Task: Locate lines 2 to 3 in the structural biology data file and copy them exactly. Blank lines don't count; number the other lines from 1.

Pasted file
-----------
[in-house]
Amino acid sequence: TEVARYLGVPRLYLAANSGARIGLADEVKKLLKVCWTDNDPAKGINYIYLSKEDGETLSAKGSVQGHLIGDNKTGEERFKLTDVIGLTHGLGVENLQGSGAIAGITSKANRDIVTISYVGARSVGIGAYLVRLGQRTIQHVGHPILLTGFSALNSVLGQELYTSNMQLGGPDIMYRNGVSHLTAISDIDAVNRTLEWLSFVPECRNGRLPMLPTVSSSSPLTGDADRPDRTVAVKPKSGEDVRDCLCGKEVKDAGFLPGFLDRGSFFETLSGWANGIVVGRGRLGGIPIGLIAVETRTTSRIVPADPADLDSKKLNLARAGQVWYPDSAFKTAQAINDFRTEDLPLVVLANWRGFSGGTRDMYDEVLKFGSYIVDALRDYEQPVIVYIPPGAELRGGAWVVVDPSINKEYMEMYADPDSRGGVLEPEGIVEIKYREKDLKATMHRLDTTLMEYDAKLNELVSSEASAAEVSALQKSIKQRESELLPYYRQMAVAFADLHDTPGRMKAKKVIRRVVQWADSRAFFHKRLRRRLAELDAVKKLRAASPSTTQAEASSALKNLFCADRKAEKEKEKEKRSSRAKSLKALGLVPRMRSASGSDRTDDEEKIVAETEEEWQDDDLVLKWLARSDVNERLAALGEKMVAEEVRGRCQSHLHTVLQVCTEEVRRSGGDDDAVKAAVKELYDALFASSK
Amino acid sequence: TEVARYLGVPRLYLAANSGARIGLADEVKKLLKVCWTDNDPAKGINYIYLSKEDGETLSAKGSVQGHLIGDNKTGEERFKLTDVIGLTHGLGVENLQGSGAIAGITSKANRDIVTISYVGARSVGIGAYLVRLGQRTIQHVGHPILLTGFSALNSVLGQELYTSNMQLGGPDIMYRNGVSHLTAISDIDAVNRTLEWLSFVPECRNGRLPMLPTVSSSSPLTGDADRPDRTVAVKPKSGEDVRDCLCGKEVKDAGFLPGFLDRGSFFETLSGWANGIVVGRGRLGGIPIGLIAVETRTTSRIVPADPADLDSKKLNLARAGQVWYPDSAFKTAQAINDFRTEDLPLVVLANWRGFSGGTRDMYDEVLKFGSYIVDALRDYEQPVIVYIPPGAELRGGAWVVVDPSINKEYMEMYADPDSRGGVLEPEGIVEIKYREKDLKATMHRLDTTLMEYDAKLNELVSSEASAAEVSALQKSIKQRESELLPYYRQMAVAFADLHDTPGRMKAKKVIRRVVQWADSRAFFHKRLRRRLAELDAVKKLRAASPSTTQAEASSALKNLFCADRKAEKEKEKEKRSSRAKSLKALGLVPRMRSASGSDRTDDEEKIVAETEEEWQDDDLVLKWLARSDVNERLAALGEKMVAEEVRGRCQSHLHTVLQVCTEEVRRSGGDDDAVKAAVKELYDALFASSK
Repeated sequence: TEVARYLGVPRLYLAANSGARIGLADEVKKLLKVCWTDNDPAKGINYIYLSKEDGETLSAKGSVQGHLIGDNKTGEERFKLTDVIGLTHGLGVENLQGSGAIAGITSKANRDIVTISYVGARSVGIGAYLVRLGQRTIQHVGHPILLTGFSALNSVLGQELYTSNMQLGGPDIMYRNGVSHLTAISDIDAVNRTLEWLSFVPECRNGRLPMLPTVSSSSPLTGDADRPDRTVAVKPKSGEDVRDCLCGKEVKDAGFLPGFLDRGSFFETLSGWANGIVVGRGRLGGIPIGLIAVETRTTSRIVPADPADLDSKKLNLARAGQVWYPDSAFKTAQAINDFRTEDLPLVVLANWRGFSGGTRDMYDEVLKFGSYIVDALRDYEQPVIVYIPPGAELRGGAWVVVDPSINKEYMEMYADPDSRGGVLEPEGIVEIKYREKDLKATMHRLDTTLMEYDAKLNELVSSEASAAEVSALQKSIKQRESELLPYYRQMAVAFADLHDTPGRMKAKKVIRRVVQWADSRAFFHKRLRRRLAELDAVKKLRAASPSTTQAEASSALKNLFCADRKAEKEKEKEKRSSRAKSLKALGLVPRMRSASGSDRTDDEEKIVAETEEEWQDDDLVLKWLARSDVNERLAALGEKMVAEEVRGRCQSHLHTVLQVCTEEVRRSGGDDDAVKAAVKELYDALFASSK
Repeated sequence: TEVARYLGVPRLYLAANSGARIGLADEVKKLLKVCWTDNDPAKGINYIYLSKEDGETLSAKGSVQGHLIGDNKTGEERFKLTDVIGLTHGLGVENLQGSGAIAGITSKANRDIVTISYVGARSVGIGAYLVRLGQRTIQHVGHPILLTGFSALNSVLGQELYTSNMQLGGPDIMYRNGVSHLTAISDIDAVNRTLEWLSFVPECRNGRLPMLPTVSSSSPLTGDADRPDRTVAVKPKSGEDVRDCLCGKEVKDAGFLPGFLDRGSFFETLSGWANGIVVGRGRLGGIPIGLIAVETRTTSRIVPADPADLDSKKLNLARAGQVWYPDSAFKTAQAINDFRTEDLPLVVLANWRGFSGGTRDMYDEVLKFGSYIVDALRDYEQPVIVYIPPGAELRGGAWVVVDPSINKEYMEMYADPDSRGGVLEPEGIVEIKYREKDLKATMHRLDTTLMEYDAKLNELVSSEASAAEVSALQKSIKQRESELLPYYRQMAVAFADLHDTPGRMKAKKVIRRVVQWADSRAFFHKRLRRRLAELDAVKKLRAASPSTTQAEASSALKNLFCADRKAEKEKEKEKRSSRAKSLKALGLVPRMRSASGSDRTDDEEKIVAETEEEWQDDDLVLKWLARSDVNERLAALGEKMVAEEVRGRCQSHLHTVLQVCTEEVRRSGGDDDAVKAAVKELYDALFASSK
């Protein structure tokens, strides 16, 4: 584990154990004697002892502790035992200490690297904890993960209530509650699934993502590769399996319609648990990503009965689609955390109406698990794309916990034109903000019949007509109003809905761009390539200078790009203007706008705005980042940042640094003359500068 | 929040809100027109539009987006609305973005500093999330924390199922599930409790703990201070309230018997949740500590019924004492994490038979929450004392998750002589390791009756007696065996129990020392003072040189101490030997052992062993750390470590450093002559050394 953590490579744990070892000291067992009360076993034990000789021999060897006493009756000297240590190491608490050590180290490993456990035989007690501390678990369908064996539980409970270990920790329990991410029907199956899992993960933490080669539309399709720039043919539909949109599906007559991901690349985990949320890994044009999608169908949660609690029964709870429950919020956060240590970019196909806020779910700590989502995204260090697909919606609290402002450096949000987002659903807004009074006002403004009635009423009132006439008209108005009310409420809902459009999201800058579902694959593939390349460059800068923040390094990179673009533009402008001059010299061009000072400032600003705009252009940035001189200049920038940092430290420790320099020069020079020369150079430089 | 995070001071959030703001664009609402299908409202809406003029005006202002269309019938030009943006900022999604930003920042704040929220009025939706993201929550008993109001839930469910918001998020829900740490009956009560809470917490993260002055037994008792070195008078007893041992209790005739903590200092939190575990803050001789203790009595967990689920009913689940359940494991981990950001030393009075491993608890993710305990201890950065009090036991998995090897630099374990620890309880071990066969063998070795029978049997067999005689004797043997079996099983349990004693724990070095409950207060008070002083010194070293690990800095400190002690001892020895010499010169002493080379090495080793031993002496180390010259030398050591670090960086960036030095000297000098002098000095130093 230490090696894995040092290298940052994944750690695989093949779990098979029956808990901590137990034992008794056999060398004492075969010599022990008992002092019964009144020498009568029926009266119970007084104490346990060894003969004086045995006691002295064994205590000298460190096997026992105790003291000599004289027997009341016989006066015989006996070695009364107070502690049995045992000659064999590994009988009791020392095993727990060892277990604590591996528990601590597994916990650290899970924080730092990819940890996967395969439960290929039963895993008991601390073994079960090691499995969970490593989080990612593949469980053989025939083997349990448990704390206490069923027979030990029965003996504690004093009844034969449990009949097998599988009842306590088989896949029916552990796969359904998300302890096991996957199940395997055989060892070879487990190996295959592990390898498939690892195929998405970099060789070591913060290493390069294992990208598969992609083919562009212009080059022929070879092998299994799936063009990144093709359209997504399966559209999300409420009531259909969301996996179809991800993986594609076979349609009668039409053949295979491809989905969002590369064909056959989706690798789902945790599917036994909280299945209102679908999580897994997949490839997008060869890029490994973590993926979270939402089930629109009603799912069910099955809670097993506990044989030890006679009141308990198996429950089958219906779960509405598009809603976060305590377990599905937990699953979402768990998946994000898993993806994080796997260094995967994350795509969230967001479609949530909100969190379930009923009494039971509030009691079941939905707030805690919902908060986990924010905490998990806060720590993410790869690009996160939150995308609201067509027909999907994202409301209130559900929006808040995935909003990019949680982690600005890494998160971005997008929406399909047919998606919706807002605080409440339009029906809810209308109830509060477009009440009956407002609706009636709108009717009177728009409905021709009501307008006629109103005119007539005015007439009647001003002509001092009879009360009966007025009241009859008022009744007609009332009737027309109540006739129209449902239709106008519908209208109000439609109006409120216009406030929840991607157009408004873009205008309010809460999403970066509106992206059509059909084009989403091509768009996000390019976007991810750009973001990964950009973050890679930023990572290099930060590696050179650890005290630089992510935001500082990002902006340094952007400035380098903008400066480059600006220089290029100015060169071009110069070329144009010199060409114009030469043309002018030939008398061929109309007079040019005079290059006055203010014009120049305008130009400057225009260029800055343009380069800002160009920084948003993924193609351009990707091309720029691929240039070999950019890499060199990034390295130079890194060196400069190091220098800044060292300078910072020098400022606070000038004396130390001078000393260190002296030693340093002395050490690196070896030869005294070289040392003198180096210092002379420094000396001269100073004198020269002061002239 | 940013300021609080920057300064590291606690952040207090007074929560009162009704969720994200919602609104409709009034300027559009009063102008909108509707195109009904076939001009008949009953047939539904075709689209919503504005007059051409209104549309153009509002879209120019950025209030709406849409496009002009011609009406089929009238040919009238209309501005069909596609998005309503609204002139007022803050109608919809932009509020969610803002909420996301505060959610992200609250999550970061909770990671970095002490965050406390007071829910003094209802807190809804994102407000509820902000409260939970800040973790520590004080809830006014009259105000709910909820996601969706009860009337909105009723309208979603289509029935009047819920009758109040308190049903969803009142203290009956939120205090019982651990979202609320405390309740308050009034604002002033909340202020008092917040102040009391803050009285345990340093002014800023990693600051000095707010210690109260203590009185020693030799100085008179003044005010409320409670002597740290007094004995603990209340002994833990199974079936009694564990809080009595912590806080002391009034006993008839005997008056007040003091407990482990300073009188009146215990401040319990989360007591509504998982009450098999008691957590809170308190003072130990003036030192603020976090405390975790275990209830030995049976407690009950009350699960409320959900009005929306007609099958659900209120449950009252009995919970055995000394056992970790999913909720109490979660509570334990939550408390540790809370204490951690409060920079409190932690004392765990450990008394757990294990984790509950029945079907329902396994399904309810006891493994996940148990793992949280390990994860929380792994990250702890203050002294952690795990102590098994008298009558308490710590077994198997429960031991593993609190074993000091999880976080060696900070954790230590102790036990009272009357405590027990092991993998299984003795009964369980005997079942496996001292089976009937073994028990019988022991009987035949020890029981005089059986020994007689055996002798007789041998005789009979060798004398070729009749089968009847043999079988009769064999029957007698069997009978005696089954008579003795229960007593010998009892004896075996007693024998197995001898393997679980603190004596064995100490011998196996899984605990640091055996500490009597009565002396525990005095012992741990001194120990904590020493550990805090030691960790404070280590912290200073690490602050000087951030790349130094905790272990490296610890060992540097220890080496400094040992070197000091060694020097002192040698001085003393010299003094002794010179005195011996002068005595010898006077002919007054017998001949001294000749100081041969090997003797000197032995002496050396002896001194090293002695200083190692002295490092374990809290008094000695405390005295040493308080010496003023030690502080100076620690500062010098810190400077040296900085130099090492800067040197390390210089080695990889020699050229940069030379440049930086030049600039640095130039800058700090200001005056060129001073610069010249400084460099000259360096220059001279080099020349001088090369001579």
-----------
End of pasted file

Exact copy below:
Amino acid sequence: TEVARYLGVPRLYLAANSGARIGLADEVKKLLKVCWTDNDPAKGINYIYLSKEDGETLSAKGSVQGHLIGDNKTGEERFKLTDVIGLTHGLGVENLQGSGAIAGITSKANRDIVTISYVGARSVGIGAYLVRLGQRTIQHVGHPILLTGFSALNSVLGQELYTSNMQLGGPDIMYRNGVSHLTAISDIDAVNRTLEWLSFVPECRNGRLPMLPTVSSSSPLTGDADRPDRTVAVKPKSGEDVRDCLCGKEVKDAGFLPGFLDRGSFFETLSGWANGIVVGRGRLGGIPIGLIAVETRTTSRIVPADPADLDSKKLNLARAGQVWYPDSAFKTAQAINDFRTEDLPLVVLANWRGFSGGTRDMYDEVLKFGSYIVDALRDYEQPVIVYIPPGAELRGGAWVVVDPSINKEYMEMYADPDSRGGVLEPEGIVEIKYREKDLKATMHRLDTTLMEYDAKLNELVSSEASAAEVSALQKSIKQRESELLPYYRQMAVAFADLHDTPGRMKAKKVIRRVVQWADSRAFFHKRLRRRLAELDAVKKLRAASPSTTQAEASSALKNLFCADRKAEKEKEKEKRSSRAKSLKALGLVPRMRSASGSDRTDDEEKIVAETEEEWQDDDLVLKWLARSDVNERLAALGEKMVAEEVRGRCQSHLHTVLQVCTEEVRRSGGDDDAVKAAVKELYDALFASSK
Amino acid sequence: TEVARYLGVPRLYLAANSGARIGLADEVKKLLKVCWTDNDPAKGINYIYLSKEDGETLSAKGSVQGHLIGDNKTGEERFKLTDVIGLTHGLGVENLQGSGAIAGITSKANRDIVTISYVGARSVGIGAYLVRLGQRTIQHVGHPILLTGFSALNSVLGQELYTSNMQLGGPDIMYRNGVSHLTAISDIDAVNRTLEWLSFVPECRNGRLPMLPTVSSSSPLTGDADRPDRTVAVKPKSGEDVRDCLCGKEVKDAGFLPGFLDRGSFFETLSGWANGIVVGRGRLGGIPIGLIAVETRTTSRIVPADPADLDSKKLNLARAGQVWYPDSAFKTAQAINDFRTEDLPLVVLANWRGFSGGTRDMYDEVLKFGSYIVDALRDYEQPVIVYIPPGAELRGGAWVVVDPSINKEYMEMYADPDSRGGVLEPEGIVEIKYREKDLKATMHRLDTTLMEYDAKLNELVSSEASAAEVSALQKSIKQRESELLPYYRQMAVAFADLHDTPGRMKAKKVIRRVVQWADSRAFFHKRLRRRLAELDAVKKLRAASPSTTQAEASSALKNLFCADRKAEKEKEKEKRSSRAKSLKALGLVPRMRSASGSDRTDDEEKIVAETEEEWQDDDLVLKWLARSDVNERLAALGEKMVAEEVRGRCQSHLHTVLQVCTEEVRRSGGDDDAVKAAVKELYDALFASSK